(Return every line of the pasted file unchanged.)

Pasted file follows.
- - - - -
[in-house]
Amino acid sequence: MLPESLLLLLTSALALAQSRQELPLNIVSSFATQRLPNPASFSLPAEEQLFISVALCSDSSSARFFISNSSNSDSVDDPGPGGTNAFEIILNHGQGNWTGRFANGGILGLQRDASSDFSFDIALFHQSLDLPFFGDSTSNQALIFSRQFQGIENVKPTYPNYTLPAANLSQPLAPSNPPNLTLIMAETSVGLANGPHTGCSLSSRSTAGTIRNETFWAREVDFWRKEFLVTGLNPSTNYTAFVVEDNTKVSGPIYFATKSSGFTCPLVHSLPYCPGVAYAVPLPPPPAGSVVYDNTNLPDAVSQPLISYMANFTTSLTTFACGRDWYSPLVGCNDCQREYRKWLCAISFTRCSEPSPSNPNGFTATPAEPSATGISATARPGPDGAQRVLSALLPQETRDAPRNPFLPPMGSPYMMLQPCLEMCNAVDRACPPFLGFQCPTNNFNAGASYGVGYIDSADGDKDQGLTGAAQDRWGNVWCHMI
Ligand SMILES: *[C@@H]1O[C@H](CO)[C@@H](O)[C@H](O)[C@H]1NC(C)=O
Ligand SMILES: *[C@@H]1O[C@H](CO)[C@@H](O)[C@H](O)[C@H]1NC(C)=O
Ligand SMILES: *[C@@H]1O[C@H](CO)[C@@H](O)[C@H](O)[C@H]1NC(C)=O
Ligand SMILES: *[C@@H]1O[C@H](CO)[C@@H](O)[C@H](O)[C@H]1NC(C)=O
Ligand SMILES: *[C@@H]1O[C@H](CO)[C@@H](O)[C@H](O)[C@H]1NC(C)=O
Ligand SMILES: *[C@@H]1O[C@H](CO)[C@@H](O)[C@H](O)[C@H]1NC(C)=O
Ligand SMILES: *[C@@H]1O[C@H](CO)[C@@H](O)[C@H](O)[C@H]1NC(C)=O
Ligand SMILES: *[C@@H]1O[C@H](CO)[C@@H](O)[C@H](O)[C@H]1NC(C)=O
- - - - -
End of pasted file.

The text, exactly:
[in-house]
Amino acid sequence: MLPESLLLLLTSALALAQSRQELPLNIVSSFATQRLPNPASFSLPAEEQLFISVALCSDSSSARFFISNSSNSDSVDDPGPGGTNAFEIILNHGQGNWTGRFANGGILGLQRDASSDFSFDIALFHQSLDLPFFGDSTSNQALIFSRQFQGIENVKPTYPNYTLPAANLSQPLAPSNPPNLTLIMAETSVGLANGPHTGCSLSSRSTAGTIRNETFWAREVDFWRKEFLVTGLNPSTNYTAFVVEDNTKVSGPIYFATKSSGFTCPLVHSLPYCPGVAYAVPLPPPPAGSVVYDNTNLPDAVSQPLISYMANFTTSLTTFACGRDWYSPLVGCNDCQREYRKWLCAISFTRCSEPSPSNPNGFTATPAEPSATGISATARPGPDGAQRVLSALLPQETRDAPRNPFLPPMGSPYMMLQPCLEMCNAVDRACPPFLGFQCPTNNFNAGASYGVGYIDSADGDKDQGLTGAAQDRWGNVWCHMI
Ligand SMILES: *[C@@H]1O[C@H](CO)[C@@H](O)[C@H](O)[C@H]1NC(C)=O
Ligand SMILES: *[C@@H]1O[C@H](CO)[C@@H](O)[C@H](O)[C@H]1NC(C)=O
Ligand SMILES: *[C@@H]1O[C@H](CO)[C@@H](O)[C@H](O)[C@H]1NC(C)=O
Ligand SMILES: *[C@@H]1O[C@H](CO)[C@@H](O)[C@H](O)[C@H]1NC(C)=O
Ligand SMILES: *[C@@H]1O[C@H](CO)[C@@H](O)[C@H](O)[C@H]1NC(C)=O
Ligand SMILES: *[C@@H]1O[C@H](CO)[C@@H](O)[C@H](O)[C@H]1NC(C)=O
Ligand SMILES: *[C@@H]1O[C@H](CO)[C@@H](O)[C@H](O)[C@H]1NC(C)=O
Ligand SMILES: *[C@@H]1O[C@H](CO)[C@@H](O)[C@H](O)[C@H]1NC(C)=O